The Other Wes Moore : A Story Of Two Boys Growing Up

1001 WordsNov 14, 20145 Pages
The Other Wes Moore, is a story of two boys growing up in Baltimore with the same name. They experiences individual opportunities and disadvantages that lead to their entirely opposite futures. Throughout the novel they both mingle with the law enforcement, drugs and the true meaning of “the streets”. Both their absent fathers force their mothers to solely take care of them in an attempt to lead them down the path to success. One ends up being triumphant while the other lingers his way into a life sentence in prison. Unfortunately both characters were involved with illegal activity. This caused them to experience some form of racial targeting, specifically in chapters four and six. In chapter four the author Wes Moore and his friend, Shea…show more content…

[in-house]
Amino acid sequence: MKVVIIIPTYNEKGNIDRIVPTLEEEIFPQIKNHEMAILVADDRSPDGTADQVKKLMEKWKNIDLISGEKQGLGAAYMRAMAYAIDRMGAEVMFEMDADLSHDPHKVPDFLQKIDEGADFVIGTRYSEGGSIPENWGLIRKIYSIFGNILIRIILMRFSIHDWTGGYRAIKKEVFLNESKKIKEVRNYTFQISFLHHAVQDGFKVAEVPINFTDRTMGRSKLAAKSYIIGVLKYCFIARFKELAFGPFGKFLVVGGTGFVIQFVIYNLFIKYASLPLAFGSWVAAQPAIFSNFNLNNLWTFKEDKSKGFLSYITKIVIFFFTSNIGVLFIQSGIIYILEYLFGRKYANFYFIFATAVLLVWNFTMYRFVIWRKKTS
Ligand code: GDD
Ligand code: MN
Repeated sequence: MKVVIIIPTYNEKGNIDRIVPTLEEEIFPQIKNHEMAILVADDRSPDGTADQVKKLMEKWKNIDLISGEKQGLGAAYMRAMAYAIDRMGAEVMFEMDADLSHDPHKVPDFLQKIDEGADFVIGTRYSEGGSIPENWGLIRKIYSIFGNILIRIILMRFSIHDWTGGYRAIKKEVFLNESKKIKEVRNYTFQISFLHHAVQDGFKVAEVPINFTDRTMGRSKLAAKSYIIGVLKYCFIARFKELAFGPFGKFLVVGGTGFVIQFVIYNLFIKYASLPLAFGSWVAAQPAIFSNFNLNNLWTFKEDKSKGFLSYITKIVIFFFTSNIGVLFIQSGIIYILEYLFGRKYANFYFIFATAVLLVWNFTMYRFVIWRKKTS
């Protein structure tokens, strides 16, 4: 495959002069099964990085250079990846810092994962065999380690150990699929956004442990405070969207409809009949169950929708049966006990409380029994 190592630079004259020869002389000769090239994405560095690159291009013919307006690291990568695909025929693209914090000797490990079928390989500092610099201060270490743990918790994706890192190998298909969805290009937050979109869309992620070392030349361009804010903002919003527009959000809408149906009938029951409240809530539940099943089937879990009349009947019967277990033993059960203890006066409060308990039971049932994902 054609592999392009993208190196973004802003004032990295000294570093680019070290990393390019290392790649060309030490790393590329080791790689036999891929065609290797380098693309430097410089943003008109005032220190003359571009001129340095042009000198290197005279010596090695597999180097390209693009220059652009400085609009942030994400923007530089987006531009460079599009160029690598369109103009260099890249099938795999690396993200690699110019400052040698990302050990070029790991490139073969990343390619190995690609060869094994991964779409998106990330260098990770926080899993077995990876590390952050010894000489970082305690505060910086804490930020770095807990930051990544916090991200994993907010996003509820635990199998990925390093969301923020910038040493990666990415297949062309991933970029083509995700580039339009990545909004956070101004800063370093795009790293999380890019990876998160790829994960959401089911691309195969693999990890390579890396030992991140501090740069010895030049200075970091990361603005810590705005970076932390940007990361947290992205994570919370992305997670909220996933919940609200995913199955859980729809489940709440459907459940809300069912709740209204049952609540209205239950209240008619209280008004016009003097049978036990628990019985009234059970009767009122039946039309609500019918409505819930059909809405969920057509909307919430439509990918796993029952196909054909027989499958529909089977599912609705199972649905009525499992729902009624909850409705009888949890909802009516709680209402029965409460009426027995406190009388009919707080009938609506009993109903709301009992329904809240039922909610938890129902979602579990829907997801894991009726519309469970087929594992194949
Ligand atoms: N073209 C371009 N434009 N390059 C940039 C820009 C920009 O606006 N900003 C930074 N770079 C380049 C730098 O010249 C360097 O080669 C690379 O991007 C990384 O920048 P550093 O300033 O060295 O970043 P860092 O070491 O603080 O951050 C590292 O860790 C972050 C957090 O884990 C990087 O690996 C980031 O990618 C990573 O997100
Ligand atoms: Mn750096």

Furthermore, in 2002 African-Americans were approximately 12% of the U.S. population but accounted for 38% of arrest for violent crimes and 30% of arrest of property crimes (Welch 278). This racial imbalance leads to, too many African-American males in jail instead of a higher education institution and sometimes their innocent deaths. Although studies suggest Blacks do commit most violent crimes (New Foundation 2) it does not justify the disproportional correlation of race and arrest rates. This may be at fault to the officers. Many of them have a bias mindset. As to that a certain race, Blacks are always to be suspected of committing a crime. The law enforcement using race as grounds for suspicion of having committed an offense, racial profiling is an uprising issue. A study was conducted on 182 police officers. They were shown multiple pictures of black and white male faces, then were asked “Who looks more criminal?” The study revealed black faces were determined to be criminal more often than white faces. Suggesting “the more black, the more criminal” (Goff, Davies, Eberhardt and Purdie 888-889). I suggest police officers should be subliminally tested on their racial ideologies before being allowed to work and throughout their career because these thoughts may hinder their ability to think logically in the field. In like manner, race plays
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